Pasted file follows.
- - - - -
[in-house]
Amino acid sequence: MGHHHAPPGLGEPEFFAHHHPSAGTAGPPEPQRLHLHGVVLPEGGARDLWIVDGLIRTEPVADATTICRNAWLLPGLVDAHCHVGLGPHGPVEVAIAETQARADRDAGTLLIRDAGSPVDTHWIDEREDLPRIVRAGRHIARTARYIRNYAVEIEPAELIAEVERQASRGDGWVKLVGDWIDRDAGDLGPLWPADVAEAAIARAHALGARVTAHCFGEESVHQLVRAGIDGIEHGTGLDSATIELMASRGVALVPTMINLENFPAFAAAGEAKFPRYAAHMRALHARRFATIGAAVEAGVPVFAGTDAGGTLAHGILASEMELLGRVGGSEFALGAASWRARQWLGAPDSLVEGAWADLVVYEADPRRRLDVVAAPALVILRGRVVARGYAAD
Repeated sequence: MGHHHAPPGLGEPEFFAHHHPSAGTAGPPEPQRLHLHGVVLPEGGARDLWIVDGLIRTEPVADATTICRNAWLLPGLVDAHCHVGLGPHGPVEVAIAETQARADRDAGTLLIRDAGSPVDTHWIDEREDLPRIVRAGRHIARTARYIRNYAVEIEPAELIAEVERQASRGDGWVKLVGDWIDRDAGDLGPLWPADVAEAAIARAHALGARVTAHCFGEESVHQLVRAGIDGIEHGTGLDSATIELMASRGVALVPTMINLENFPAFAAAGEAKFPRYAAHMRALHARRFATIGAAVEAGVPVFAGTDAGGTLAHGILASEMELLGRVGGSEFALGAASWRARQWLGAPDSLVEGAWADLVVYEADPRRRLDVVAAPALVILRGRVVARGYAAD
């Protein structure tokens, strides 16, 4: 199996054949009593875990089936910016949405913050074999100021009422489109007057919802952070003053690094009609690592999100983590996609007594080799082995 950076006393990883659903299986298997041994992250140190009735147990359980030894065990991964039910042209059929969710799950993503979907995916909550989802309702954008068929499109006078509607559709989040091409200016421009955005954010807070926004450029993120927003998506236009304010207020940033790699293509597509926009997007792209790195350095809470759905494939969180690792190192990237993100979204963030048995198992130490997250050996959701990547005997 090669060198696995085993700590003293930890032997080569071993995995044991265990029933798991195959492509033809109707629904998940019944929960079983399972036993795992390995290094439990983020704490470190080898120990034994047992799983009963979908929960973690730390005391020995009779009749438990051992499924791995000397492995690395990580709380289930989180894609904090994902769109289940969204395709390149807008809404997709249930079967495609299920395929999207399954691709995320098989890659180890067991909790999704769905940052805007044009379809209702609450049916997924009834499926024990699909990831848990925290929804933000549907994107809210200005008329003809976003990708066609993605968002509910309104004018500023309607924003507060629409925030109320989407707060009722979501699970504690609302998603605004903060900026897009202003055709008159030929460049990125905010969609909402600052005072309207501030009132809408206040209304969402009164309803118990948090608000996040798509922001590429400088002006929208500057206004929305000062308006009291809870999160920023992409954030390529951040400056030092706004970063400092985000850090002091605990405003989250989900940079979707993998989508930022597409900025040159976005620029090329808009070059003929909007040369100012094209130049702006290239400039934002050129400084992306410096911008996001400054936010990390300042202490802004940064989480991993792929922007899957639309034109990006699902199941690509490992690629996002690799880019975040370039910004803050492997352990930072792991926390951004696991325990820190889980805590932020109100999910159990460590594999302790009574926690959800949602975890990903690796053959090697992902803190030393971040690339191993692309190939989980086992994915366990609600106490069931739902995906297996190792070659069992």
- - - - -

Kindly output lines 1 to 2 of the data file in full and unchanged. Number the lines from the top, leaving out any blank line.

[in-house]
Amino acid sequence: MGHHHAPPGLGEPEFFAHHHPSAGTAGPPEPQRLHLHGVVLPEGGARDLWIVDGLIRTEPVADATTICRNAWLLPGLVDAHCHVGLGPHGPVEVAIAETQARADRDAGTLLIRDAGSPVDTHWIDEREDLPRIVRAGRHIARTARYIRNYAVEIEPAELIAEVERQASRGDGWVKLVGDWIDRDAGDLGPLWPADVAEAAIARAHALGARVTAHCFGEESVHQLVRAGIDGIEHGTGLDSATIELMASRGVALVPTMINLENFPAFAAAGEAKFPRYAAHMRALHARRFATIGAAVEAGVPVFAGTDAGGTLAHGILASEMELLGRVGGSEFALGAASWRARQWLGAPDSLVEGAWADLVVYEADPRRRLDVVAAPALVILRGRVVARGYAAD